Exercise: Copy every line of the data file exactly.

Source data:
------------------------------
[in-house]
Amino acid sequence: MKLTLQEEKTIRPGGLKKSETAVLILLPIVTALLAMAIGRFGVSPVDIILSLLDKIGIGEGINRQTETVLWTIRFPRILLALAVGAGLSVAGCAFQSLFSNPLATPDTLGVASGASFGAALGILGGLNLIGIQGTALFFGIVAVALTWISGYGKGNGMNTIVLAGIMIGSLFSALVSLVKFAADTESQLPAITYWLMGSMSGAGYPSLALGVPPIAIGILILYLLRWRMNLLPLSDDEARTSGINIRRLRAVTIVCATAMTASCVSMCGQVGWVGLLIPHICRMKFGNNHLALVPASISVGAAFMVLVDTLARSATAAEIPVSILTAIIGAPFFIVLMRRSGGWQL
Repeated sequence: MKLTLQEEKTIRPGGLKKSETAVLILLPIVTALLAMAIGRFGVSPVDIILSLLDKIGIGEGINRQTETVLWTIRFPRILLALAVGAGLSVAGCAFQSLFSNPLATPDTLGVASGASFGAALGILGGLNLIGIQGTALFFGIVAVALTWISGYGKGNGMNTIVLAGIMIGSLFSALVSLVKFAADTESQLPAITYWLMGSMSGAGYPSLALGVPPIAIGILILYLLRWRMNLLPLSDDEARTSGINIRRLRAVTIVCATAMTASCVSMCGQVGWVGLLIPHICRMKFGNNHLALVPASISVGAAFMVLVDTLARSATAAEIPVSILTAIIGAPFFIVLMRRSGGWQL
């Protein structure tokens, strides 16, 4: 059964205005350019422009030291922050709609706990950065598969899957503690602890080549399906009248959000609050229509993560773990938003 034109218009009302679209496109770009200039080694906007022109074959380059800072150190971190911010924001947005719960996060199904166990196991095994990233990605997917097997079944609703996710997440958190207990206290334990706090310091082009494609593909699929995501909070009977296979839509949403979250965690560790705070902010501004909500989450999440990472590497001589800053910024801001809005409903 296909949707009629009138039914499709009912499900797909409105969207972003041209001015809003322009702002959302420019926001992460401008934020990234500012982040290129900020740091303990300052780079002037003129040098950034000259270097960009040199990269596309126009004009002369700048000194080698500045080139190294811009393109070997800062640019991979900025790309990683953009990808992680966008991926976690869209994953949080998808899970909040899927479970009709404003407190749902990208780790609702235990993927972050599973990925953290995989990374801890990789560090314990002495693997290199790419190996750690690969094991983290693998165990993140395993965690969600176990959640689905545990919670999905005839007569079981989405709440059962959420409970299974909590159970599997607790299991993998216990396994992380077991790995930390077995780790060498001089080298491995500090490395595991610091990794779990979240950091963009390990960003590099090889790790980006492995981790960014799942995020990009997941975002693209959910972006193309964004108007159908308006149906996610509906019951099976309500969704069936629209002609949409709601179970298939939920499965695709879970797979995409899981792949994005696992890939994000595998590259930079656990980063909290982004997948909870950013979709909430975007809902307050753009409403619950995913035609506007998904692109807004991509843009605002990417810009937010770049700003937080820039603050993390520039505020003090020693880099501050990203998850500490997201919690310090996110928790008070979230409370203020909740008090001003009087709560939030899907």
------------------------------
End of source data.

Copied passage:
[in-house]
Amino acid sequence: MKLTLQEEKTIRPGGLKKSETAVLILLPIVTALLAMAIGRFGVSPVDIILSLLDKIGIGEGINRQTETVLWTIRFPRILLALAVGAGLSVAGCAFQSLFSNPLATPDTLGVASGASFGAALGILGGLNLIGIQGTALFFGIVAVALTWISGYGKGNGMNTIVLAGIMIGSLFSALVSLVKFAADTESQLPAITYWLMGSMSGAGYPSLALGVPPIAIGILILYLLRWRMNLLPLSDDEARTSGINIRRLRAVTIVCATAMTASCVSMCGQVGWVGLLIPHICRMKFGNNHLALVPASISVGAAFMVLVDTLARSATAAEIPVSILTAIIGAPFFIVLMRRSGGWQL
Repeated sequence: MKLTLQEEKTIRPGGLKKSETAVLILLPIVTALLAMAIGRFGVSPVDIILSLLDKIGIGEGINRQTETVLWTIRFPRILLALAVGAGLSVAGCAFQSLFSNPLATPDTLGVASGASFGAALGILGGLNLIGIQGTALFFGIVAVALTWISGYGKGNGMNTIVLAGIMIGSLFSALVSLVKFAADTESQLPAITYWLMGSMSGAGYPSLALGVPPIAIGILILYLLRWRMNLLPLSDDEARTSGINIRRLRAVTIVCATAMTASCVSMCGQVGWVGLLIPHICRMKFGNNHLALVPASISVGAAFMVLVDTLARSATAAEIPVSILTAIIGAPFFIVLMRRSGGWQL
């Protein structure tokens, strides 16, 4: 059964205005350019422009030291922050709609706990950065598969899957503690602890080549399906009248959000609050229509993560773990938003 034109218009009302679209496109770009200039080694906007022109074959380059800072150190971190911010924001947005719960996060199904166990196991095994990233990605997917097997079944609703996710997440958190207990206290334990706090310091082009494609593909699929995501909070009977296979839509949403979250965690560790705070902010501004909500989450999440990472590497001589800053910024801001809005409903 296909949707009629009138039914499709009912499900797909409105969207972003041209001015809003322009702002959302420019926001992460401008934020990234500012982040290129900020740091303990300052780079002037003129040098950034000259270097960009040199990269596309126009004009002369700048000194080698500045080139190294811009393109070997800062640019991979900025790309990683953009990808992680966008991926976690869209994953949080998808899970909040899927479970009709404003407190749902990208780790609702235990993927972050599973990925953290995989990374801890990789560090314990002495693997290199790419190996750690690969094991983290693998165990993140395993965690969600176990959640689905545990919670999905005839007569079981989405709440059962959420409970299974909590159970599997607790299991993998216990396994992380077991790995930390077995780790060498001089080298491995500090490395595991610091990794779990979240950091963009390990960003590099090889790790980006492995981790960014799942995020990009997941975002693209959910972006193309964004108007159908308006149906996610509906019951099976309500969704069936629209002609949409709601179970298939939920499965695709879970797979995409899981792949994005696992890939994000595998590259930079656990980063909290982004997948909870950013979709909430975007809902307050753009409403619950995913035609506007998904692109807004991509843009605002990417810009937010770049700003937080820039603050993390520039505020003090020693880099501050990203998850500490997201919690310090996110928790008070979230409370203020909740008090001003009087709560939030899907």